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The aspects to consider are:

9.1 Authentication of users to management interfaces and support channels

In order to maintain a secure service, users need to be properly authenticated before being allowed to perform management activities, report faults or request changes to the service.

These activities may be conducted through a service management web portal, or through other channels, such as telephone or email. They are likely to include such functions as provisioning new service elements, managing user accounts and managing consumer data.

Service providers need to ensure that all management requests which could have a security impact are performed over secure and authenticated channels. If users are not strongly authenticated then an imposter may be able to successfully perform privileged actions, undermining the security of the service or data.


You should have sufficient confidence that:

  • you are aware of all of the mechanisms by which the service provider would accept management or support requests from you (telephone phone, web portal, email etc.)
  • only authorised individuals from your organisation can use those mechanisms to affect your use of the service (Principle 10 can help you consider the strength of user identification and authentication in each of these mechanisms)
Implementation – Authentication to management Interfaces and support




Strong authentication in place

The service provider claims to have sufficient controls in place to ensure that only authorised users from your organisation can affect your account via support channels

It’s worth asking your service provider how they check that only your authorised users can affect your account. You may wish to carry out your own testing to confirm you are happy with the safeguards in place.

Strong authentication in place, which is subject to regular exercising

As above, but the service provider can demonstrate that they regularly test their security via these channels (e.g. through using social engineering techniques)

Whilst exercising the strength of authentication is a good way of gaining confidence, you should note that it only tests the authentication mechanisms at a given point in time, so it’s important that it testing occurs often. 

Unfortunately there are no recognised standards to assess the quality of social engineering testing. It’s best to ensure that experienced and reputable testers are used.

9.2 Separation and access control within management interfaces

Many cloud services are managed via web applications or APIs. These interfaces are a key part of the service’s security. If users are not adequately separated within management interfaces, one user may be able to affect the service, or modify the data of another.

Your privileged administrative accounts probably have access to large volumes of data. Constraining the permissions of individual users to those absolutely necessary can help to limit the damage caused by malicious users, compromised credentials or compromised devices.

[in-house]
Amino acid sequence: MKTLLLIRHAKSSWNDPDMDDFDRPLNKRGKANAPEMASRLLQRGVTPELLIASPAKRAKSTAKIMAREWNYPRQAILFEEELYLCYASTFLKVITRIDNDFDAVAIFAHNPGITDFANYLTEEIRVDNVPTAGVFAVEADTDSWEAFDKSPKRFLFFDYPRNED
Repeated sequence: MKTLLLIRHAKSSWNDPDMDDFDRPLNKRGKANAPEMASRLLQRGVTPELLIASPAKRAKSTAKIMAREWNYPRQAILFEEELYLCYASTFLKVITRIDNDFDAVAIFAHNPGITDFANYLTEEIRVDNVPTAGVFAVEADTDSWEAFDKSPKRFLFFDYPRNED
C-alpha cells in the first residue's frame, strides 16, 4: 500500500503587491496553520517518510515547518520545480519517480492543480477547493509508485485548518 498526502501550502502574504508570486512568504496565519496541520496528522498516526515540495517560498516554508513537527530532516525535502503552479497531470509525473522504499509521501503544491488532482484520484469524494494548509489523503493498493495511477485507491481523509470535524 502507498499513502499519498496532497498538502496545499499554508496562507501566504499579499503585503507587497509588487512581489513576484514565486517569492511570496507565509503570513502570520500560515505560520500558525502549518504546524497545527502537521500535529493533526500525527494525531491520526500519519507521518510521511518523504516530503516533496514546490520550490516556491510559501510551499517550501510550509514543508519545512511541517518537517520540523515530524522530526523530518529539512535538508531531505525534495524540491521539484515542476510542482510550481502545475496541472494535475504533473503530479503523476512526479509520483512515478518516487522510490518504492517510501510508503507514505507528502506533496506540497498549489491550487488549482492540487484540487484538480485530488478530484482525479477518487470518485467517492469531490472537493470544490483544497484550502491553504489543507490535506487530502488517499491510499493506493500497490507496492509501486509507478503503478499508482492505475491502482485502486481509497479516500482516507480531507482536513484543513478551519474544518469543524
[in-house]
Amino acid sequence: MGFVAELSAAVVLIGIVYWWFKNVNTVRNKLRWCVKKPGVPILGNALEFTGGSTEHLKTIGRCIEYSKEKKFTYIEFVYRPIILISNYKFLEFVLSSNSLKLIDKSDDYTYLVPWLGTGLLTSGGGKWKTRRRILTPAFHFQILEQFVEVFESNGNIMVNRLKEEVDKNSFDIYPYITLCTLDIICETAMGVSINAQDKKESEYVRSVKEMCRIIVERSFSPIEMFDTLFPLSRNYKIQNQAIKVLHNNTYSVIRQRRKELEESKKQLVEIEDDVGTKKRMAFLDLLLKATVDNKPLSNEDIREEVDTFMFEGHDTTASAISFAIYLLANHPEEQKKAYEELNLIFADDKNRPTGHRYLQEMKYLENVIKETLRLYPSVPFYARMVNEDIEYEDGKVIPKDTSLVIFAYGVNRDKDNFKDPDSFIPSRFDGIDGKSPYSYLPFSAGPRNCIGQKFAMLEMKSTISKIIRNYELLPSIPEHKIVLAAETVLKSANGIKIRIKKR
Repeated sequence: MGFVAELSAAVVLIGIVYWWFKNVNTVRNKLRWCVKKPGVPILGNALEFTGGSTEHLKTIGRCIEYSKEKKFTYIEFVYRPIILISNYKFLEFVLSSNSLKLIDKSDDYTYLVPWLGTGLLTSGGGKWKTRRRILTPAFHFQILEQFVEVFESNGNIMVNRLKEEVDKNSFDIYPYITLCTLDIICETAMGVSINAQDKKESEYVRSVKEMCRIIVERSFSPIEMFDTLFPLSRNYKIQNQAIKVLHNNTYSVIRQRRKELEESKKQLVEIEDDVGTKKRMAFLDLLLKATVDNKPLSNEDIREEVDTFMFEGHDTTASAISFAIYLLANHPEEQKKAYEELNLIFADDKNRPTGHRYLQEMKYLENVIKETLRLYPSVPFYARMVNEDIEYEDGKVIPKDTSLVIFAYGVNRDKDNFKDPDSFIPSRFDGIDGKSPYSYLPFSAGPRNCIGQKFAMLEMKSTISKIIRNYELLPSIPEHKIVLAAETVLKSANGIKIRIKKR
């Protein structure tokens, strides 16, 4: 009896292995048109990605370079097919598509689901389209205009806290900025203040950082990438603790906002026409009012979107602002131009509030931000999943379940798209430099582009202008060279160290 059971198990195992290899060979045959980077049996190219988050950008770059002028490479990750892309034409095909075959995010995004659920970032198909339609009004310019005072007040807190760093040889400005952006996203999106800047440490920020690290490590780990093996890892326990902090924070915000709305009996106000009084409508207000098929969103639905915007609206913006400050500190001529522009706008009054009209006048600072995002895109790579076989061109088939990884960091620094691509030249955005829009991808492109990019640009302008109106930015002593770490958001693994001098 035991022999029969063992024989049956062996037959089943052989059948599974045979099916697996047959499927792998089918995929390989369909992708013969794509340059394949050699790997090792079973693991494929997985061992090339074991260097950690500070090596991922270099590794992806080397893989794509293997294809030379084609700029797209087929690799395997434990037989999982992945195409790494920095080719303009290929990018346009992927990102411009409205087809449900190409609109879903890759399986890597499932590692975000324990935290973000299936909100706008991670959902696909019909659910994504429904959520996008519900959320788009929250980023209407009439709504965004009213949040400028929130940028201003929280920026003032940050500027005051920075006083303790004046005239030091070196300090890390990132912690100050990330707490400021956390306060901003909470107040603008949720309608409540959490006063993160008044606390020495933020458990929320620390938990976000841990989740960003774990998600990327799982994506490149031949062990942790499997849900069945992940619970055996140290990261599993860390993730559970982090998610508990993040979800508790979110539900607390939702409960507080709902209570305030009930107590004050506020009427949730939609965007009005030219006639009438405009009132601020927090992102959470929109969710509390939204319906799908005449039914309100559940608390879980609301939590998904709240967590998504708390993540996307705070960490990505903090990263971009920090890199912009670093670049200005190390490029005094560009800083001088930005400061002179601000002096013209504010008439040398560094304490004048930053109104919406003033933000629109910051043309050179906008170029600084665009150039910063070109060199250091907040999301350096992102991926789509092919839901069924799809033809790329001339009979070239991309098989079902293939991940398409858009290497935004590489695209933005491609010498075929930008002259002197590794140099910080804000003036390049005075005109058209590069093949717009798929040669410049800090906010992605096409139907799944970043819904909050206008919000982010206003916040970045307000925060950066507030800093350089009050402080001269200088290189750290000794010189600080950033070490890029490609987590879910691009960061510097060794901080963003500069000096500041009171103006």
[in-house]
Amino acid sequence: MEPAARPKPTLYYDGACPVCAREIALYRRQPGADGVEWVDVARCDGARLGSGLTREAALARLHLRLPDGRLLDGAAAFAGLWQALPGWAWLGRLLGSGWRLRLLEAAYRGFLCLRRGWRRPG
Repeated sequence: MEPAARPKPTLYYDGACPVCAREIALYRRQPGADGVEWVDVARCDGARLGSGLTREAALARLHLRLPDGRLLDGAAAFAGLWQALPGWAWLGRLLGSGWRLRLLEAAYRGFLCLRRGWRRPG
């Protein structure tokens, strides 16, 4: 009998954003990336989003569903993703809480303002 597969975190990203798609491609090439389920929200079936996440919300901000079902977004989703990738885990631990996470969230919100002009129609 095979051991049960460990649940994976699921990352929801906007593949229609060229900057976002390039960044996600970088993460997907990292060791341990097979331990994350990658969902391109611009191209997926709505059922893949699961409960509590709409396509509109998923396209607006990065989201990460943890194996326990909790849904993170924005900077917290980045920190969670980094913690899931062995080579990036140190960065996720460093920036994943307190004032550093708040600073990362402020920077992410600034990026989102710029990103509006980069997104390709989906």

Role-based access control provides a mechanism to achieve this and is likely to be a particularly important capability for users managing larger deployments.

Exposing management interfaces to less accessible networks (e.g. community rather than public networks) makes it more difficult for attackers to reach and attack them, as they would first need to gain access to one of these networks. Guidance on assessing the risks of exposing interfaces to different types of networks is provided under Principle 11.


You should:

  • have confidence that other users cannot access, modify or otherwise affect your service management
  • manage the risks of privileged access using a system such as the ‘principle of least privilege’
  • understand how management interfaces are protected (see Principle 11) and what functionality they expose
Implementation – access control within management interfaces




No digital service management interface for users to administer their service

Some services may have no digital interface for users to administer their use of the service. This could be because the service is very simple or has no aspects that users manage.

Access control implemented in software

The separation between users of digital service management interfaces is performed in software

Service management interfaces are typically highly privileged, it is therefore important for you to be confident that they are well designed and well maintained.

Access control implemented in software, subject to regular testing

As above, but regular testing, including penetration tests, are used to assess the strength of separation within digital service management interfaces. 

Penetration testing needs to be well scoped to ensure it is providing confidence in the security of the service management interfaces.

It’s worth noting that a penetration test will normally detect common or publicly known weaknesses at the time of the test, rather than look for novel or previously unknown classes of vulnerability.

Appropriately qualified penetration testers should be used. For example, individuals certified under the CHECK, CREST or Tiger schemes.

Note: For guidance on the risks of exposing the management interface to different networks, refer to Principle 11. 

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Source: NCSC

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